COSALF = COS(ALPHA*PI/180.)

SINALF = SIN(ALPHA*PI/180.)

CALL COEF(SINALF,COSALF)

CALL GAUSS(1)

CALL VPDIS(SINALF,COSALF)

CALL CLCM(SINALF,COSALF)

STOP

END

Subroutine COEF

SUBROUTINE COEF(SINALF,COSALF)

COMMON /BOD/ NODTOT,X(201),Y(201),

+

XMID(200),YMID(200),COSTHE(200),SINTHE(200)

COMMON /COF/ A(201,201),BV(201),KUTTA

COMMON /NUM/ PI,PI2INV

KUTTA

= NODTOT + 1

DO 90

J = 1,KUTTA

90

A(KUTTA,J)

= 0.0

DO 120 I = 1,NODTOT

A(I,KUTTA) = 0.0

DO 110 J = 1,NODTOT

FLOG

= 0.0

FTAN

= PI

IF (J .EQ. I)

GO TO 100

DXJ

= XMID(I) - X(J)

DXJP

= XMID(I) - X(J+1)

DYJ

= YMID(I) - Y(J)

DYJP

= YMID(I) - Y(J+1)

C

FLOG IS LN(R(I,J+1)/R(I,J)), SEE EQ. (5.3.12)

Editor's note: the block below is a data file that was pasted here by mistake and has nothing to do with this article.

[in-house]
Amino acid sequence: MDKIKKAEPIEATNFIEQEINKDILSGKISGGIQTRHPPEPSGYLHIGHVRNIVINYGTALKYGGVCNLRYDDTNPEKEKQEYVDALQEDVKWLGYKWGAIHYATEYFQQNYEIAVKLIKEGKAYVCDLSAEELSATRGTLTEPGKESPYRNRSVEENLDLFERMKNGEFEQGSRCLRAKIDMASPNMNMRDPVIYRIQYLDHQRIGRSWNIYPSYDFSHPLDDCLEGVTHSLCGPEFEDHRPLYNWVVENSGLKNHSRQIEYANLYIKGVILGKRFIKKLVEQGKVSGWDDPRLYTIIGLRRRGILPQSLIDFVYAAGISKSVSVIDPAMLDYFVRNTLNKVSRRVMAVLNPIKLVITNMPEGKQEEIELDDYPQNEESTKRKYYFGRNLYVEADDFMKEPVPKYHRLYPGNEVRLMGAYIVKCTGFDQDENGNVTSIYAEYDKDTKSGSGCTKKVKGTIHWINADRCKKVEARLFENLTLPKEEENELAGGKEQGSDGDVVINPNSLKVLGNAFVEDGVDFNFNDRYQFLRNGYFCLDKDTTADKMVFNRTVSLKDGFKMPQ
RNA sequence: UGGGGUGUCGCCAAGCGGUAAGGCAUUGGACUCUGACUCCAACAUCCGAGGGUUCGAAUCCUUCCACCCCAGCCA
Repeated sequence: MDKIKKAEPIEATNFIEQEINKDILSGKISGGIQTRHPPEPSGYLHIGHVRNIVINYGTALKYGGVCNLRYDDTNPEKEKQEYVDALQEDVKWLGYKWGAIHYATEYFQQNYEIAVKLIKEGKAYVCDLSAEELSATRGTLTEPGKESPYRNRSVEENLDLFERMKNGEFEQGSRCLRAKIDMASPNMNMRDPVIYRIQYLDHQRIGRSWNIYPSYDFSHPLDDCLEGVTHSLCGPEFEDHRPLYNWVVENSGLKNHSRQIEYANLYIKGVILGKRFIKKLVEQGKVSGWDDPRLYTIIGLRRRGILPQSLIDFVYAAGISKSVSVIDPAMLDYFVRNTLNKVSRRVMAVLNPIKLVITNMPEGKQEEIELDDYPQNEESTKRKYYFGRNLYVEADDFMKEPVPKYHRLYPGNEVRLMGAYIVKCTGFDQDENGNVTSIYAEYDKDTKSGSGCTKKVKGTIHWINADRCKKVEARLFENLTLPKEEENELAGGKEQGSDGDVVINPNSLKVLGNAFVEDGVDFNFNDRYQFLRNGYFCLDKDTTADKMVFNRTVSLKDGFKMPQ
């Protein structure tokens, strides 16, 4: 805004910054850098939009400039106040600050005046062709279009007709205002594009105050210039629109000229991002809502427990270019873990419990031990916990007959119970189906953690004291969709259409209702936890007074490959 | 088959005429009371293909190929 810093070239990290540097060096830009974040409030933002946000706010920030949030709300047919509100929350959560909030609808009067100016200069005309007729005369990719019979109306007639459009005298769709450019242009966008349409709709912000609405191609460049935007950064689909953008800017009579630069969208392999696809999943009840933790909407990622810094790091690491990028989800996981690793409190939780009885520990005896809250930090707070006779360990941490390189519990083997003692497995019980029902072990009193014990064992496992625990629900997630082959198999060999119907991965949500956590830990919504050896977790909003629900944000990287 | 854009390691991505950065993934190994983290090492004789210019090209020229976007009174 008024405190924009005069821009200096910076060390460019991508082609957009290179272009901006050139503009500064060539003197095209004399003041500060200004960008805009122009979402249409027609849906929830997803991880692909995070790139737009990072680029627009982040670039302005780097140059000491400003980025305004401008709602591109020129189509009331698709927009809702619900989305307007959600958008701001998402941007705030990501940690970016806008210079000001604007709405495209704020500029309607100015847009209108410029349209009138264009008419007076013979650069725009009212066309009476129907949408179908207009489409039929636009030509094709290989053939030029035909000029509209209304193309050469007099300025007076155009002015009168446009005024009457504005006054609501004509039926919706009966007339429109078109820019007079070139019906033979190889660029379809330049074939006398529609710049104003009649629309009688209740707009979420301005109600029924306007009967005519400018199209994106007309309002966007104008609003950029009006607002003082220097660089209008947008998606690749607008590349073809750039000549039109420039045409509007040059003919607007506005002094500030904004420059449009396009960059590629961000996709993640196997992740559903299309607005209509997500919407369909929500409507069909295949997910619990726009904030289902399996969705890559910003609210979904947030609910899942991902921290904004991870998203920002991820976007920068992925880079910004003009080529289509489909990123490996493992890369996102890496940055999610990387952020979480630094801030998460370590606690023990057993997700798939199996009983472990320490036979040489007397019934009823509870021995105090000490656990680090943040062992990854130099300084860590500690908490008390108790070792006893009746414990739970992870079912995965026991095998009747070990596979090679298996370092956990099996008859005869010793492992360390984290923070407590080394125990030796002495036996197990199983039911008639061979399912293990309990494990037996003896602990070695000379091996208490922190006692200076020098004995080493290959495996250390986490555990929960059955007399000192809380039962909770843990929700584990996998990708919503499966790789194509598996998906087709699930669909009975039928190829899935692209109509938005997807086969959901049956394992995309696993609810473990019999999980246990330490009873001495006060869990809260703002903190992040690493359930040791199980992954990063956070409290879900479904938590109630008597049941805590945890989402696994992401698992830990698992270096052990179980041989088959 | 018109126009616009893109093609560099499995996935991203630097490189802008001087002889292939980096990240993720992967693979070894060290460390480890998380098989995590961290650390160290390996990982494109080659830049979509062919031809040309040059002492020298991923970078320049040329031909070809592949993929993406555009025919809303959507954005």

FLOG

= .5*ALOG((DXJP*DXJP+DYJP*DYJP)/(DXJ*DXJ+DYJ*DYJ))

C

FTAN IS BETA(I,J), SEE EQ. (5.3.12)

FTAN

= ATAN2(DYJP*DXJ-DXJP*DYJ,DXJP*DXJ+DYJP*DYJ)

C

CTIMTJ IS COS(THETA(I)-THETA(J))

100 CTIMTJ = COSTHE(I)*COSTHE(J) + SINTHE(I)*SINTHE(J)

C

STIMTJ IS SIN(THETA(I)-THETA(J))

STIMTJ = SINTHE(I)*COSTHE(J) - COSTHE(I)*SINTHE(J)

C

ELEMENTS OF THE COEFFICEINT MATRIX, A(I,J), SEE EQ. (5.4.1A)

A(I,J) = PI2INV*(FTAN*CTIMTJ + FLOG*STIMTJ)

B

= PI2INV*(FLOG*CTIMTJ - FTAN*STIMTJ)

C

ELEMENTS OF THE COEFFICEINT MATRIX, A(I,N+1), SEE EQ. (5.4.1B)

A(I,KUTTA) = A(I,KUTTA) + B

IF ((I .GT. 1) .AND. (I .LT. NODTOT))GO TO 110

6/12/2004 4:37 PM

A(KUTTA,J) = A(KUTTA,J) - B

C

ELEMENT OF THE COEFFICEINT MATRIX, A(N+1,N+1), SEE EQ. (5.4.3B)

A(KUTTA,KUTTA) = A(KUTTA,KUTTA) + A(I,J)

110 CONTINUE

C

ELEMENTS OF VECTOR B FOR I=1,...,N, SEE EQ. (5.4.4A)

BV(I) = SINTHE(I)*COSALF - COSTHE(I)*SINALF

120 CONTINUE

C

ELEMENT OF VECTOR B FOR I=N+1, SEE EQ. (5.4.4B)

BV(KUTTA) = - (COSTHE(1) + COSTHE(NODTOT))*COSALF

+

- (SINTHE(1) + SINTHE(NODTOT))*SINALF

RETURN

END

Subroutine CLCM

SUBROUTINE CLCM(SINALF,COSALF)

COMMON /BOD/ NODTOT,X(201),Y(201),

+

XMID(200),YMID(200),COSTHE(200),SINTHE(200)